Seavy Cabernet Sauvignon 1996

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Seavy 1996 Cabernet Sauvignon

This bottle, one of the biggest scares I had in my heat-exposed wine collection, also turned out to be one of the best cabernets I’ve had from California in quite some time. I sought this wine out and brought it back from California for a special occasion, but ended up drinking it right after finding my damaged wine. Popping a great bottle on a normal or crappy day is highly underrated! For me this was much more impressive than the 1986 Dunn Cab I had a few months ago because it was more integrated and seemed to hold together a lot better on the palate.

With this wine I found a nice confluence of Bordeaux-like aromas of graphite and mineral and great California fruit such as cassis and cherry on the nose. Under all of this was a touch of mintyness. The palate was extremely smooth and elegant, with tons of black currant. What struck me most about the wine was its purity and expression, a phenomenal feat for a 13 year old cabernet from Napa, many of which do start losing some of their aromatics with that much age. A beautifully structured wine proceeding from a very enticing attack to a full and multi-layered mid-palate and a velvety silk-like finish. This was tasting absolutely brilliant when I opened it but it had the tannins and the fruit to last a few more years.

Excellent to Excellent+
$80 at North Berkeley Wine Merchants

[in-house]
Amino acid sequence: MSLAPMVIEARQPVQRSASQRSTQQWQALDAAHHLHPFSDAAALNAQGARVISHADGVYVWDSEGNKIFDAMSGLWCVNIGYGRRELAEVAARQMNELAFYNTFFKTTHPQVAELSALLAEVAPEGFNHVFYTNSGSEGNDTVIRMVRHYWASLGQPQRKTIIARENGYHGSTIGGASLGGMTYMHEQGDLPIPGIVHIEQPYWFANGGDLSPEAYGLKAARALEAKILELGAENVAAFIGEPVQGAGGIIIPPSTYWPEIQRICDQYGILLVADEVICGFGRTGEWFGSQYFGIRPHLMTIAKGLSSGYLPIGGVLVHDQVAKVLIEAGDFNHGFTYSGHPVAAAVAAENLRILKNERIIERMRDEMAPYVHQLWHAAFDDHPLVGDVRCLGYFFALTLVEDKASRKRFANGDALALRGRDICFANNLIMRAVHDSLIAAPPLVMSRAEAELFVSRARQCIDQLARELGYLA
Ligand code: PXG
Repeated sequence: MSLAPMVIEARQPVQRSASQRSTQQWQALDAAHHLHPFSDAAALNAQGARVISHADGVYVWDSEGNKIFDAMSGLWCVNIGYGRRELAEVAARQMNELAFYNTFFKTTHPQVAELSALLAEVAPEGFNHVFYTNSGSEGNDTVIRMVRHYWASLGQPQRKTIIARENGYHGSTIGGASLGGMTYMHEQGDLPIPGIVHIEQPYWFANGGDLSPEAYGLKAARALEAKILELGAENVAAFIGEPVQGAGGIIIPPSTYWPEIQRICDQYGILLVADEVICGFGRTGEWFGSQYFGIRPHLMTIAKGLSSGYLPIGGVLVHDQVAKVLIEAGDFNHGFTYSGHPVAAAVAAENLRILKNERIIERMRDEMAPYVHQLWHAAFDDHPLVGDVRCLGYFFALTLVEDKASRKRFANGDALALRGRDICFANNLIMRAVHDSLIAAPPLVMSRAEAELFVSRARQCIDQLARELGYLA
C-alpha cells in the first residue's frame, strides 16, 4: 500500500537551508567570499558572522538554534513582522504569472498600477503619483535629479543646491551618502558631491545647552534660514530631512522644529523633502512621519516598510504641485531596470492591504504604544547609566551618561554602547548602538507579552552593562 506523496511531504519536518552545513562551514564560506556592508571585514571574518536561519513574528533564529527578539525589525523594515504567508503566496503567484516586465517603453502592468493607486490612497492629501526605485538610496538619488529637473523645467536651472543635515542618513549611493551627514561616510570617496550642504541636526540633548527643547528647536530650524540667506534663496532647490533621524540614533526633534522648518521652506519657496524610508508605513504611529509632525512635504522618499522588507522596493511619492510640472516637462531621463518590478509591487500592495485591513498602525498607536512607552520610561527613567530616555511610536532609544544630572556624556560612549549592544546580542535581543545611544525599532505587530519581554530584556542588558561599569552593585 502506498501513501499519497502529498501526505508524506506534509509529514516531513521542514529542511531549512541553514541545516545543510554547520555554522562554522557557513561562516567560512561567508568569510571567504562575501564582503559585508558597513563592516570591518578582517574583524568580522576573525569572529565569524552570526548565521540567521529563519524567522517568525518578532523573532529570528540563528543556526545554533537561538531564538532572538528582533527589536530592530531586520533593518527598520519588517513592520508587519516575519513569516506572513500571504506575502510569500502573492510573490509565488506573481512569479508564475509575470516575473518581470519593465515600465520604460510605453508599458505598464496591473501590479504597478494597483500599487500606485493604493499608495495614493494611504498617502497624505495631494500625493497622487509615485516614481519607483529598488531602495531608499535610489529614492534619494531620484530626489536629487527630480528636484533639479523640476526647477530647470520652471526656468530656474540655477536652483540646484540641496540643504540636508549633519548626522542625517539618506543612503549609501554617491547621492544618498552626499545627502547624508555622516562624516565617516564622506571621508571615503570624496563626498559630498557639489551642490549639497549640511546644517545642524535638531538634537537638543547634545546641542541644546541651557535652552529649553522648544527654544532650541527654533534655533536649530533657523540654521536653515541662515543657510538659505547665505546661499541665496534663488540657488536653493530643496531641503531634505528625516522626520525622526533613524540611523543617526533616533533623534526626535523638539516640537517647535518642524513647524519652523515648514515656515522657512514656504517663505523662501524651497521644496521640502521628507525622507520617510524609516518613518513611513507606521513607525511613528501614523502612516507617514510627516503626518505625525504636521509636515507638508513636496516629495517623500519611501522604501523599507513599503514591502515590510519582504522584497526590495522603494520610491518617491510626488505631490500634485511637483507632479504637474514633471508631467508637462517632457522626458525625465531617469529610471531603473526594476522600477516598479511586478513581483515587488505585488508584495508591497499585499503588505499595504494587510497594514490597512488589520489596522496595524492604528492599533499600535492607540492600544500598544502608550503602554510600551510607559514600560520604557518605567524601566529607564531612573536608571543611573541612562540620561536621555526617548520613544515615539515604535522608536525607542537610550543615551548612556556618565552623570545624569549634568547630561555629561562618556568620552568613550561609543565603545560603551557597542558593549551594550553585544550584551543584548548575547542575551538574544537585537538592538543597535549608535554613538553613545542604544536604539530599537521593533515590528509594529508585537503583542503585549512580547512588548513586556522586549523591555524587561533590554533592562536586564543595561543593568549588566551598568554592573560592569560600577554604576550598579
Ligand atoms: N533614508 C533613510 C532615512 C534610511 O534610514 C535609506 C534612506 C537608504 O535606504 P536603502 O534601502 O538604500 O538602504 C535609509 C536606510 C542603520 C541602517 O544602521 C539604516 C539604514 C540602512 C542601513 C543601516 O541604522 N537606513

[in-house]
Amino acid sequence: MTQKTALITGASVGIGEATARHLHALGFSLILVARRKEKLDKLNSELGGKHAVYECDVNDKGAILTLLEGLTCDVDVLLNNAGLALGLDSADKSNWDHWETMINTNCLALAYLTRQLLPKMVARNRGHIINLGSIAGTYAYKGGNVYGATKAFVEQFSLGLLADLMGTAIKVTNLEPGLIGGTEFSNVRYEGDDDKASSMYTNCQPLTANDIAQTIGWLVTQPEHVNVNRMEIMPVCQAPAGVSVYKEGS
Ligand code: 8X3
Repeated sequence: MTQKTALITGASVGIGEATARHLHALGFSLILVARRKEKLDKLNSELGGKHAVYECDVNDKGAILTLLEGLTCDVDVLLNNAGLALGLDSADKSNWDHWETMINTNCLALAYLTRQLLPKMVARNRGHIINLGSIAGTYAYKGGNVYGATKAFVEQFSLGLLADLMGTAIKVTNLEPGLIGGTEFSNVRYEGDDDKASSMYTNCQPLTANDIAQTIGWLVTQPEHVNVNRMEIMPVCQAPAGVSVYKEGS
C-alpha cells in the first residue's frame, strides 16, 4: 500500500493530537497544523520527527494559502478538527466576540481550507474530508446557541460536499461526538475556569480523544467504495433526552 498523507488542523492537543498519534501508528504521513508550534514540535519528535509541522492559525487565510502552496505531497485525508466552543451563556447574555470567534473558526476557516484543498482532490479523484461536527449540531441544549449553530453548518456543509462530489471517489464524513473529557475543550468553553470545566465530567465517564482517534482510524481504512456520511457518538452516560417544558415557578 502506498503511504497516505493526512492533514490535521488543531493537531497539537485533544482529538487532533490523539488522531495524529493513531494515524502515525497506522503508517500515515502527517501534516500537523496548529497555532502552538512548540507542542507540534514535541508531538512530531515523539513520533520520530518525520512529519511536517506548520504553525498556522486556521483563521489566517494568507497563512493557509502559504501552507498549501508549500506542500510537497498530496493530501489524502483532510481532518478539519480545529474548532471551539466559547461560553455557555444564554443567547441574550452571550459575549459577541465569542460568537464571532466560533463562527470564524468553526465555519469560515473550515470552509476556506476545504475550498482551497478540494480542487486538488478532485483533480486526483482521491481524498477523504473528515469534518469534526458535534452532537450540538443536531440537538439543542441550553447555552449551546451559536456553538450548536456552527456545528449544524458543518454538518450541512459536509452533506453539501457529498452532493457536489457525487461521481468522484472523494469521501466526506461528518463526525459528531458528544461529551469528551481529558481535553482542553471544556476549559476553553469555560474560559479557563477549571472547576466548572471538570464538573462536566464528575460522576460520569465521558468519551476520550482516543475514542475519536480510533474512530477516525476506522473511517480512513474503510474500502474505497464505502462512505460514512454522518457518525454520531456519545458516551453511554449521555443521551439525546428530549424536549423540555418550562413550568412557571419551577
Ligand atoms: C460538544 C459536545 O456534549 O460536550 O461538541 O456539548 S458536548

1. Frank
    July 5, 2012

    Reading about your wine tragedy reminded me of my own. Just last week , I found out my entire wine collection (only about 20 bottles), had fallen victim to violent temperature fluctuations.

    Since I got into wine last year, I’ve put together a diverse portfolio of wines, including an Insignia, ’94 Spotteswoode, a 1er cru Volnay, and some Barolos . I put them away in a cooler upon people’s advice in order to age them properly. Unfortunately, recently there were numerous power outages around where I live, Redondo Beach, and even though the room temperature never got above 72F, the frequent and drastic temperature fluctuations caused air to be sucked in and pushed out of the corks and all of my wines were oxidized. It was a very sad moment. I was able to partially heal my sorrow with a nice bottle of Beringer Private Reserve and Ducru Beaucallou. Yet, I’m still very hesitant about starting another collection.

    Question. I assume you have rebuilt your collection since. What’s your method of storing them now?

  2. Shea
    July 5, 2012


    I definitely feel your pain. I have rebuilt my collection. What I do now is rent cellar space with a commercial wine storage company. They have very sophisticated equipment including backup power supplies. They also carry insurance on all the wine stored in their facility against flood, earthquake, theft, power interruption, etc. They charge about $3.50/case per month, which I am happy to pay given what happened to me last time. I keep a cellar on hand at my place for short term drinking wines and wines I plan to open soon but the bulk of my collection is in the commercial cellar. There must be one of these services in the L.A. area. I hope this helps.


  3. Frank
    July 5, 2012

    Thanks so much for the fast response. We do have many facilities like that here. I just need to look for one that accepts small quantities.

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